Risking oversimplification, art could be defined as the highest form of expression of any given culture. For contemporary culture the definition could perhaps be adapted to “art is the most revealing, or provocative, form of expression of any given culture.” In either case the implication is the same: it is works of art that offer us the greatest insights into that culture.
Of the three broad categories of art – the visual arts, the literary arts and the performing arts (music, theatre, dance and film) only the literary arts rely exclusively on language. Consequently access to them is restricted to those who have mastered the language (which is, in the majority of cases, their mother tongue). Hence the requirement for translation.
And there, as someone once said, lies the rub. The translator enters the picture as a second, and in a certain sense secondary, creative figure. The translation of a work of literature is no longer the work of one artist, but of two. Whereas the original author created the work, its recreation depends on the translator – so regardless of whether he is brilliant, mediocre or dreadful, the translator is an artist too. He is a secondary artist because his creative efforts are entirely dedicated to the service of the first (whether or not he is a well-known writer himself). His role is comparable to that of a conductor who transmits the composer’s music to a public who, with their own resources, are not equipped to study and interpret the score.
Like their creators, works of art have a body (the content) and a soul (the spirit of the work). The translator must be as faithful as possible to both. It is not a question of simply transporting linguistic elements from one side of an imaginary line to another; it is a question of transforming them so that they fit comfortably into their new linguistic universe. The quotation from Paul Auster’s novel ‘The Book of Illusions’ where the narrator says “Translation is a bit like shovelling coal” is almost always taken out of context, as if he considered that a translator’s work refers only to the mechanical part of the process. But the narrator continues: “You scoop it up and toss it into the furnace”. And it is out of the furnace that the transformed work of literature must emerge, like a phoenix reborn from its ashes.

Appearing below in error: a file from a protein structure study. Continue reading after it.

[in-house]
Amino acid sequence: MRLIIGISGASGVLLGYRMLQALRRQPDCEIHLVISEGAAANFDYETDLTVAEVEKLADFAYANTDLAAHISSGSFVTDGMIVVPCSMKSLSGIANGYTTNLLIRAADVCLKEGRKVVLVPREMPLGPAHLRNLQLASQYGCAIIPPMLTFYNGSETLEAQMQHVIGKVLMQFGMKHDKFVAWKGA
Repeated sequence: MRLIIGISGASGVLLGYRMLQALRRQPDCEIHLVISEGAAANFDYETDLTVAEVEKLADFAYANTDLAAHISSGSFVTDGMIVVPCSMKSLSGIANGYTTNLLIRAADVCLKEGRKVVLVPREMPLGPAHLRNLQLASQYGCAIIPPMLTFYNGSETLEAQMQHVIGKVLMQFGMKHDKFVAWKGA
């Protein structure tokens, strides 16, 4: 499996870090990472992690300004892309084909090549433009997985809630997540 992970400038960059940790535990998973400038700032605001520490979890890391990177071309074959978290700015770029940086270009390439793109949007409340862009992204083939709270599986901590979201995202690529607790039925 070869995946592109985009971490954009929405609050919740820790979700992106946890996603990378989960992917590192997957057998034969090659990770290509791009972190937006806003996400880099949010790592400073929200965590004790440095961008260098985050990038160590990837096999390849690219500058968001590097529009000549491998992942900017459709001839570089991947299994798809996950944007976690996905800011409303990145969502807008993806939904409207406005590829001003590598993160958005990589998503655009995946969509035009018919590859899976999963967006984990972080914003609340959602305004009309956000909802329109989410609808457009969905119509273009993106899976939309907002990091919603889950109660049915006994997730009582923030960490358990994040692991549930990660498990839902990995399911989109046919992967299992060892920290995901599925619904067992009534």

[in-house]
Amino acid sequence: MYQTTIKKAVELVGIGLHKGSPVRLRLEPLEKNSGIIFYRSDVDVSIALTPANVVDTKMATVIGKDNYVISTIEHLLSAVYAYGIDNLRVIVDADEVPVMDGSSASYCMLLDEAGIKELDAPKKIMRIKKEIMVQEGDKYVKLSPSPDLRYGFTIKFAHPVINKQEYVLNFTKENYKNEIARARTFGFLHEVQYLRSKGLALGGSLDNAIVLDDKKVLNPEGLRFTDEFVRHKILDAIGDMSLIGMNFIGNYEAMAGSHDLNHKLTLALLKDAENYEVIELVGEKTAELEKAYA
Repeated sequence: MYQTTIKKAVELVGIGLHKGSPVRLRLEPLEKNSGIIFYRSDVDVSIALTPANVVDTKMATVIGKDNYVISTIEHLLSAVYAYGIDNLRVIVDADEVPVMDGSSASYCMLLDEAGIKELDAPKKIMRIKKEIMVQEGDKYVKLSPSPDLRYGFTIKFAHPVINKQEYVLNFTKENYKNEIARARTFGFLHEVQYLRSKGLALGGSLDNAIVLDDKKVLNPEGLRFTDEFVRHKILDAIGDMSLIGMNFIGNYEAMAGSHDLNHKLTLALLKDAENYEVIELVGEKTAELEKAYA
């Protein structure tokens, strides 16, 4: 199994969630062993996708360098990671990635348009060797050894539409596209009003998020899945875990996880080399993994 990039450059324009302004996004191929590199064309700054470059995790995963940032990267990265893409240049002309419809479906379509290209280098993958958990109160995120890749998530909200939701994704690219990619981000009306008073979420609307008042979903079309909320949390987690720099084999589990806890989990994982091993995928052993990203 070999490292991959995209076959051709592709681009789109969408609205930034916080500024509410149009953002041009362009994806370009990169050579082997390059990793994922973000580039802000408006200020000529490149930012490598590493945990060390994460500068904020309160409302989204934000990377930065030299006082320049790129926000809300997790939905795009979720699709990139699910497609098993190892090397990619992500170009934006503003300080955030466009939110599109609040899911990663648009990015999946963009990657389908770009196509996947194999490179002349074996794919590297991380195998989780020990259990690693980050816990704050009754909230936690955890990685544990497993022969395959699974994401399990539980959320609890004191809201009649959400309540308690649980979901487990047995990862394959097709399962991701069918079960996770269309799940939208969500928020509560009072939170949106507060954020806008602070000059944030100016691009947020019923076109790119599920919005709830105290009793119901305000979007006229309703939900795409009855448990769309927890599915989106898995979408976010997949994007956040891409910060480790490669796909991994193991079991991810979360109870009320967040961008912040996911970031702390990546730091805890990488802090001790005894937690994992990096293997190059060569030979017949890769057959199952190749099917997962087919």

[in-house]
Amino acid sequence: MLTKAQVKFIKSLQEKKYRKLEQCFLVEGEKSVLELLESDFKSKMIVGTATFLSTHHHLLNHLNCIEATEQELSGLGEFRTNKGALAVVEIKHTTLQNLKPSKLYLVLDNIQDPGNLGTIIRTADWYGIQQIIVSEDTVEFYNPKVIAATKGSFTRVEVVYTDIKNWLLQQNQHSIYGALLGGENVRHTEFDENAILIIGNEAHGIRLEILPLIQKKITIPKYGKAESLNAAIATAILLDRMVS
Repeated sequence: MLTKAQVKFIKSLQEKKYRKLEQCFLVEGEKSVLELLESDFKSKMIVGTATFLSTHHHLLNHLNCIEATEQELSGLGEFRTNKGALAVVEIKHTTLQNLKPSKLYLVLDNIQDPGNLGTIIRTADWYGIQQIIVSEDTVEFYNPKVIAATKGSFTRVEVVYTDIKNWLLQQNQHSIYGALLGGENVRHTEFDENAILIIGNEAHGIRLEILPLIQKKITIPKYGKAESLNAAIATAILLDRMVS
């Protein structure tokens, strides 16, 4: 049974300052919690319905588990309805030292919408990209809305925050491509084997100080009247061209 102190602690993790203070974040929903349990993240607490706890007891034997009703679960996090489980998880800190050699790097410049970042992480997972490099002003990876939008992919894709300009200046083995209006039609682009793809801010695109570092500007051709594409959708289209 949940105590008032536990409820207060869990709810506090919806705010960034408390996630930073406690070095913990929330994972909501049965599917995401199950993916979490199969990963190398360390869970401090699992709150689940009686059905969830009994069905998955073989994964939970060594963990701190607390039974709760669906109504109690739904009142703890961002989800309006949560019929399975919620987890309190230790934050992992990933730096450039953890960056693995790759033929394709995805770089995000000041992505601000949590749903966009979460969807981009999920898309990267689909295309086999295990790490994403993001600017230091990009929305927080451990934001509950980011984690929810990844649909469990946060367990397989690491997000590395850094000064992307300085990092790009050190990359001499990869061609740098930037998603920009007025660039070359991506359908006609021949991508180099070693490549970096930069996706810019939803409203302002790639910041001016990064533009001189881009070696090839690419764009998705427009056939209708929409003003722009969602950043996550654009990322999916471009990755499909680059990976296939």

Metaphors aside, the translated text, while adhering precisely to the meaning of the original, should be completely authentic and flow as if the work were originally conceived in the target language. At the same time it should reflect the style and mood: writers may use long, breathless sentences or short staccato ones. The style may be poetic and expansive or caustic and dry. Each text has its own rhythm and sonority; some clearly intended for reading aloud. A book can make us indignant; it can make us laugh; it can make us cry. The translation must do so too.
These are high ideals and certain conditions are required before they can be met. Firstly it is essential that the translator have a deep knowledge of the source language and that the target language be his native tongue. It is an enormous advantage if he lives or has lived in the country where the literature in question was produced and has absorbed its language and culture.
The translator’s art can be summed up in a simple maxim: “Go for meaning. Change what has to be changed; leave what doesn’t as it is.” The success of a translator’s work depends on his or her capacity to detect the difference.
There is a famous prayer called the Serenity Prayer, which runs like this:
Grant me the serenity to accept the things I cannot change,
The courage to change the things I can,
And the wisdom to know the difference.
which I have used to create THE TRANSLATOR’S PRAYER:
Grant me the perception to leave the things I shouldn’t change,
The capacity to change the things I must,
And the wisdom to know the difference.